Author Archives: Jason Busch



About Jason Busch

Jason is the founder of Azul Partners and co-founder of Spend Matters. He spends most of his time contributing to building Spend Matters SolutionMap. But he divides the rest of his waking hours between research, writing, due diligence analysis, corporate finance advisory and mentoring dozens of firms and procurement organizations in the industry. Prior to Azul Partners, Jason got his on-the-job education in procurement technology working at FreeMarkets for five years in a variety of roles. Before that, he started his career in consulting and merchant banking. Jason holds undergraduate and graduate degrees from the University of Pennsylvania. Current investment disclosures: Azul Partners, Inc., Koble, Inc., Public Spend Forum, LLC, RJSL Group LLC, Sigaria Ltd., Spendata LLC, and Spend Matters Europe Ltd.


SAP Ariba Procurement Desk: Shared Services and Center of Excellence (CoE) Enablement

category management

Procurement shared services groups can take different shapes and can add different sources of value. Shared services tend to focus on procure-to-pay (P2P) and accounts payable support, including supplier enablement, supplier master data maintenance, transactional purchasing, transaction processing, invoice automation and exception management. CoEs focus on both a classic shared services model (i.e., supporting processes on behalf of the business units) or a more transformational CoE model (i.e., giving business units tools, training and focused resources like third-party services). 

The former tends to focus on tactical buying like spot buying and tail spend management, and the latter tends to focus on strategic procurement areas such as analytics, sourcing, category and supply market intelligence, and contract management support. Increasingly, a number of CoEs are focused on both areas, whether run and administered internally or in an outsourced manner — sometimes only in part — by a business process outsourcing (BPO) partner such as Accenture or GEP.

Yet even with the help of these outsourced partners, procurement shared services teams and CoEs have not had up to this point a purpose-built technology solution to manage their own operations. SAP Ariba is hoping to change this with its new Procurement Desk product. Available in March to limited release customers and in the summer months to all SAP Ariba customers, Procurement Desk has big plans to improve the capability of shared services teams and CoEs to deliver value and drive continuous improvement.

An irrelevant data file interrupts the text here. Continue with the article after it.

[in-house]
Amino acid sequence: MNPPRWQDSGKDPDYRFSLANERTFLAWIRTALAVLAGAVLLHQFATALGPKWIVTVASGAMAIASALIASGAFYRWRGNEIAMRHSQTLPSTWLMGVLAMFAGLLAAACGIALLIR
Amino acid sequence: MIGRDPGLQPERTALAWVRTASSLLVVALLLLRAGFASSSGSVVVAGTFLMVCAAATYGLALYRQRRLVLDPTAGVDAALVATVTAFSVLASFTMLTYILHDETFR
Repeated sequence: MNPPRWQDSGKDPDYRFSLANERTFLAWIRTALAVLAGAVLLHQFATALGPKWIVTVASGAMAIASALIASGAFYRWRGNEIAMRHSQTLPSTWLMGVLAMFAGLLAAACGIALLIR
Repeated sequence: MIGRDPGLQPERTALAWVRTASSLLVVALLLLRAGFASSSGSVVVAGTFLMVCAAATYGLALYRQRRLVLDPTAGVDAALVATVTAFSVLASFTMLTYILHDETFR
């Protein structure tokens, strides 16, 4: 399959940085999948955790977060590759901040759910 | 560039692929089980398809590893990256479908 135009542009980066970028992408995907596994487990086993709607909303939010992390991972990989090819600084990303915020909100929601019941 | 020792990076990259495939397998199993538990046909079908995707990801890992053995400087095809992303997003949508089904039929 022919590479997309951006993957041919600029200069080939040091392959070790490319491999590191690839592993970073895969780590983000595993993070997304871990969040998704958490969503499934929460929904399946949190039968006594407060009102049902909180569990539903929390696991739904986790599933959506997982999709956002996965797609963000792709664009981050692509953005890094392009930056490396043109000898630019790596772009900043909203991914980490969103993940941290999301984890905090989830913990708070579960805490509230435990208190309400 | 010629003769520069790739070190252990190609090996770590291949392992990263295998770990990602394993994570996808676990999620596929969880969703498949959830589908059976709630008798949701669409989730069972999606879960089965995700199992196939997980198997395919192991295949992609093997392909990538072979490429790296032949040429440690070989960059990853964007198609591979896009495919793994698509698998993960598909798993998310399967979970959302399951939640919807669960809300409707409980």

Based on demonstration sessions, presentations and analyst discussions at SAP Ariba Live in March 2018, this Spend Matters PRO research brief introduces the initial release of Procurement Desk, explores some of SAP Ariba’s ambitions for future releases based on the product roadmap and offers our initial analysis of the new offering, along with recommendations for SAP Ariba customers. A subsequent PRO research brief will provide a generalized CoE operating framework spanning all areas that procurement shared services groups can address with SAP Ariba’s current and planned capabilities for targeting this market.

Use Cases of E-Signatures and Digital Signatures in Procurement and the Supply Chain

digital signatures

E-signatures and digital signatures are a rapidly growing sub-segment of the procurement and broader enterprise technology market. The numbers are truly off the charts. According to industry research, for example, the segment experienced 48% growth in 2011, and an average of 53% annual growth in 2012 and 2013. But where do e-signatures and digital signatures fit into e-procurement, beyond simply replacing handwritten signatures on the contract paper? This Spend Matters Plus research brief provides examples and use cases where these solutions can play a critical role supporting end-to-end source-to-pay (S2P) and related procurement processes.

Group Purchasing Organizations: Supplier Perspectives and the Evolving GPO Landscape

Joining a GPO is like getting a Costco membership. You know you’re not going to get ripped off, so you probably won’t put much thought into joining. But therein lies the rub for GPO members. Like Costco, a GPO is a one-size-fits-all marketplace where you may overbuy when you get there or underbuy by not getting there at all.